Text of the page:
I just finished an amazing Scuba dive at Long Reef Sydney. The boat dive was booked specifically to see the Grey Nurse Sharks (Carcharias taurus) and we weren’t disappointed. The current was strong and as I peered over the edge of the rock wall into the gutter I saw at least 7 Grey Nurse Sharks.
As my eyes adjusted I began to see more detail as the sharks swam back and forth along the gutter. I was mesmerised watching this critically endangered species and wondered why these sharks create a panic with so many people. Is it their size, teeth or eyes that make people I speak to uneasy? The Grey Nurse Shark may be large and have a lot of sharp pointy teeth, but are not considered harmful to humans. The Grey Nurse Shark actually feeds on range of fish, other sharks, squids, crabs and lobsters which are pierced with these sharp teeth.
Watch this video to experience what it is like to be in the water with these beautiful animals.
I am always surprised when I tell people I dive, that one of the first responses is aren’t you worried about sharks? I find this strange because finding sharks on a dive is a highlight. Some trips are specifically planned to find sharks.
In the 25 years that I have been diving I have never felt afraid in the water. I show respect to all the marine life and dive to the conditions. I feel privileged to be part of this underwater world, especially when I find a shark.
Sharks I have seen in Sydney Waters
|Grey Nurse Sharks Carcharias taurus||The east coast population is listed as critically endangered||Current threats are believed to include: incidental catch from commercial fisheries, recreational fishing and the bather protection programs|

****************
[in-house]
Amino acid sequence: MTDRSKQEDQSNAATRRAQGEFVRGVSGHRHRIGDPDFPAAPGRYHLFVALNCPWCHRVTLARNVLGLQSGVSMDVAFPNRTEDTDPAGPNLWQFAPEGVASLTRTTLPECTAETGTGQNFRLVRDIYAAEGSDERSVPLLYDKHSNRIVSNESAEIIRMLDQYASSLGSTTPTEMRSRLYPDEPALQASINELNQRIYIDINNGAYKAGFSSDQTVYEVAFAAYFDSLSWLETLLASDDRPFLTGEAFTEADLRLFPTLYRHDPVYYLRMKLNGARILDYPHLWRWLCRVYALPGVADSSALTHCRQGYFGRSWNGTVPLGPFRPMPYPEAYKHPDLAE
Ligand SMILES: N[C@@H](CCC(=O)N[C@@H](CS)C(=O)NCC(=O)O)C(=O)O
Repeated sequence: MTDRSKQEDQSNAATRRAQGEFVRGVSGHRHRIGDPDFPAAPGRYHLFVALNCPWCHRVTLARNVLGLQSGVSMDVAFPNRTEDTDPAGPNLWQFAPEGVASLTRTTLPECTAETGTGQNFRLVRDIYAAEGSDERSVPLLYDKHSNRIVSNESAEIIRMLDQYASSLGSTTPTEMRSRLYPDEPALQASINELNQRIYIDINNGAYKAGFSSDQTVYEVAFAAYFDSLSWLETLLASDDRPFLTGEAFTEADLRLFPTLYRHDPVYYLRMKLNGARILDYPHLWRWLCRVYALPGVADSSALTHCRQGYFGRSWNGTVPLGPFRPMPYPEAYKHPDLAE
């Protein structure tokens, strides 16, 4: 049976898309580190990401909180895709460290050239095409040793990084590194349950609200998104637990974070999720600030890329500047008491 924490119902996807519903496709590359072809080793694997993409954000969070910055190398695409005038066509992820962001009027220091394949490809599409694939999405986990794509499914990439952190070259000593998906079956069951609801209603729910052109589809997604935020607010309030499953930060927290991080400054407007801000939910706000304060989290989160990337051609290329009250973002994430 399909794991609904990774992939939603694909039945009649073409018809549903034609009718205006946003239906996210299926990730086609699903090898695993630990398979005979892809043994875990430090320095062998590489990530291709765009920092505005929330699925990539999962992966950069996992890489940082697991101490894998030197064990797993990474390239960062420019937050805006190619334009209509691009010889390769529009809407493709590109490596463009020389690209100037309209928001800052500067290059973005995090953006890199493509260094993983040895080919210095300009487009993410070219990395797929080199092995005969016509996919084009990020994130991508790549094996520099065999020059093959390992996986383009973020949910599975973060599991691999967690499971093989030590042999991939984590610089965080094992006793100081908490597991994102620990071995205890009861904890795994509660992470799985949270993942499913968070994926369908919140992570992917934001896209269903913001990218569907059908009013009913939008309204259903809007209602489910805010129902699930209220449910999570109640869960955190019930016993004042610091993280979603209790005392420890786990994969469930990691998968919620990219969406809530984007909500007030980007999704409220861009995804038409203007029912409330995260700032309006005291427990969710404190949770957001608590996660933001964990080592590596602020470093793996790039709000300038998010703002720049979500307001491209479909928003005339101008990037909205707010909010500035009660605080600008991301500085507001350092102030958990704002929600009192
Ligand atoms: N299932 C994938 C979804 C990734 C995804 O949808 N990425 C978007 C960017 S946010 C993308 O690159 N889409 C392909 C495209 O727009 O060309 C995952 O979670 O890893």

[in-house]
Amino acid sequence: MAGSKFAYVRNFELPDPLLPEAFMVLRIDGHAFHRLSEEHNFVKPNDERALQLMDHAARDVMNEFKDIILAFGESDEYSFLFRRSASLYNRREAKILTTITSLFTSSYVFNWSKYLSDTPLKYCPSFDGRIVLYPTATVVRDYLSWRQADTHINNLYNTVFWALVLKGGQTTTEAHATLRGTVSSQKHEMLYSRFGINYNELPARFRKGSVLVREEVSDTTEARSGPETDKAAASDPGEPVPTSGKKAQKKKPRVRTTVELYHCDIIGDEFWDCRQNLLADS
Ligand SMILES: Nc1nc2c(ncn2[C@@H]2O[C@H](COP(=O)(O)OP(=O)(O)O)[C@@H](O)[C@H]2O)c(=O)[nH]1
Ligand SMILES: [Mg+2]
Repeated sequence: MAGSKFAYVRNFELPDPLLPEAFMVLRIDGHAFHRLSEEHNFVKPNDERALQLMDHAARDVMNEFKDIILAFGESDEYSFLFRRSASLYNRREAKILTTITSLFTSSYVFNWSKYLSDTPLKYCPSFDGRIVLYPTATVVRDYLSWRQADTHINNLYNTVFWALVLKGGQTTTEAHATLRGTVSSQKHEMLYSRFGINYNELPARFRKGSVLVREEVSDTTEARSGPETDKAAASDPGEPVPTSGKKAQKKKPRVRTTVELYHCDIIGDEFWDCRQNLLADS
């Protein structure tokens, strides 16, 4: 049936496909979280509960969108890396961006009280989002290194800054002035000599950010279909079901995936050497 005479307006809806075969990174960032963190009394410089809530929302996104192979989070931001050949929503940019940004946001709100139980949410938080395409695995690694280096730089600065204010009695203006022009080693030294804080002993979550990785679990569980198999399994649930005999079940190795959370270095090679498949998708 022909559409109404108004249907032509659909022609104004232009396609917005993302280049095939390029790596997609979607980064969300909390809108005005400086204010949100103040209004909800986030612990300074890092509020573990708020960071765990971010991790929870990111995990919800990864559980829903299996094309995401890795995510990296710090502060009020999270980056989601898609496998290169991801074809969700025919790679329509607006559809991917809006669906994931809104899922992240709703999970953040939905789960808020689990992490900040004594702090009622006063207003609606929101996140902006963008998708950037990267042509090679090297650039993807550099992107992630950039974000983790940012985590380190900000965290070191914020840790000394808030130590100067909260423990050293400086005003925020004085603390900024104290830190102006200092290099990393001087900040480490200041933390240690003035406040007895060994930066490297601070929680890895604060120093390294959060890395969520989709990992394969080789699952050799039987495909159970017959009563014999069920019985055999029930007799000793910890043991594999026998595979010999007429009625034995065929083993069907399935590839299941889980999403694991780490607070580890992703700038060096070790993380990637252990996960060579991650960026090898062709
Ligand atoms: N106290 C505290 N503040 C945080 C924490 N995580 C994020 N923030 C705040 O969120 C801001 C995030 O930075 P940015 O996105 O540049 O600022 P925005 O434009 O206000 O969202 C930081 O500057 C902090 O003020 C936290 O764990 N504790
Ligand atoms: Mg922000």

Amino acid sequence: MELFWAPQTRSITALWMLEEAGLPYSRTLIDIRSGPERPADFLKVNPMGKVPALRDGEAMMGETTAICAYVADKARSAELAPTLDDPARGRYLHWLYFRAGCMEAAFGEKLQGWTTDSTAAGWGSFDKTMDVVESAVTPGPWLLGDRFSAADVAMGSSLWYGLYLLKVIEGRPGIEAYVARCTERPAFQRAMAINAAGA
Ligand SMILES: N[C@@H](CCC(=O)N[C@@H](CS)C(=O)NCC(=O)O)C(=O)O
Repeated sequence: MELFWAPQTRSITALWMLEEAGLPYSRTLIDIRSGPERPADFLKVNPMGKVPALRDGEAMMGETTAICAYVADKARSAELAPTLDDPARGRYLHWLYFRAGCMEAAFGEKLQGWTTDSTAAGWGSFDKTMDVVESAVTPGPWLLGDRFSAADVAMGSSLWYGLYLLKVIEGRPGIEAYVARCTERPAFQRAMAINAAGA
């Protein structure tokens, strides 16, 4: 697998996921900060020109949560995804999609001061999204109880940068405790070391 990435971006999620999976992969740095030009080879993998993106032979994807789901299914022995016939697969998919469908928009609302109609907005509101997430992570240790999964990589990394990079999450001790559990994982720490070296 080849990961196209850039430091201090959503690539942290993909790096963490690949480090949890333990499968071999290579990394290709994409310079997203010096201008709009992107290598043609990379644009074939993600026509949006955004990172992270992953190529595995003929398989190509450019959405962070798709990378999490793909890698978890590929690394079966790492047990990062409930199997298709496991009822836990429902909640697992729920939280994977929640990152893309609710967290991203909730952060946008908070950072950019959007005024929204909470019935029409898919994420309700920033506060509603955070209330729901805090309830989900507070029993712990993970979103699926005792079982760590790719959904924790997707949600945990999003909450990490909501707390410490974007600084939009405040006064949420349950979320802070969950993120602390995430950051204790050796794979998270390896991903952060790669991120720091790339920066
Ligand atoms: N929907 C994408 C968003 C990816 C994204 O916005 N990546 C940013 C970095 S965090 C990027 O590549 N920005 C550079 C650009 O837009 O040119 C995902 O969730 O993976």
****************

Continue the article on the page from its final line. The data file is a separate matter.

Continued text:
|Ornate Wobbegong Orectolobus ornatus||Vulnerable||The main threat to the wobbegong continues to be overfishing.|
|Vulnerable||The main threat to the wobbegong continues to be overfishing.|
|Listed as Least Concern on the World Conservation Union (IUCN) Red List, the egg cases have very high mortality rates (estimated at 89.1%).||Vulnerable to being caught as bycatch.|
|Dusky Whaler Carcharhinus obscurus||Vulnerable||Extremely susceptible to overfishing.|
Did you know
- Male Grey Nurse Sharks bite females during the courtship process. In the breeding season it is common to see small scars on the females
- Sharks are able to swallow air at the surface of the water in order to give them buoyancy control
- They have large, sharp teeth, but they are not very strong and break easily
- The Grey Nurse Shark was the first protected shark in the world when it was protected under New South Wales legislation in 1984.
How you can help
- Remove any rubbish or fishing gear that you see in the water or on the beach
- Refrain from fishing in Grey Nurse Shark areas
- If diving, report any tagged Grey Nurse Sharks
- Learn more about threatened species and their habitats.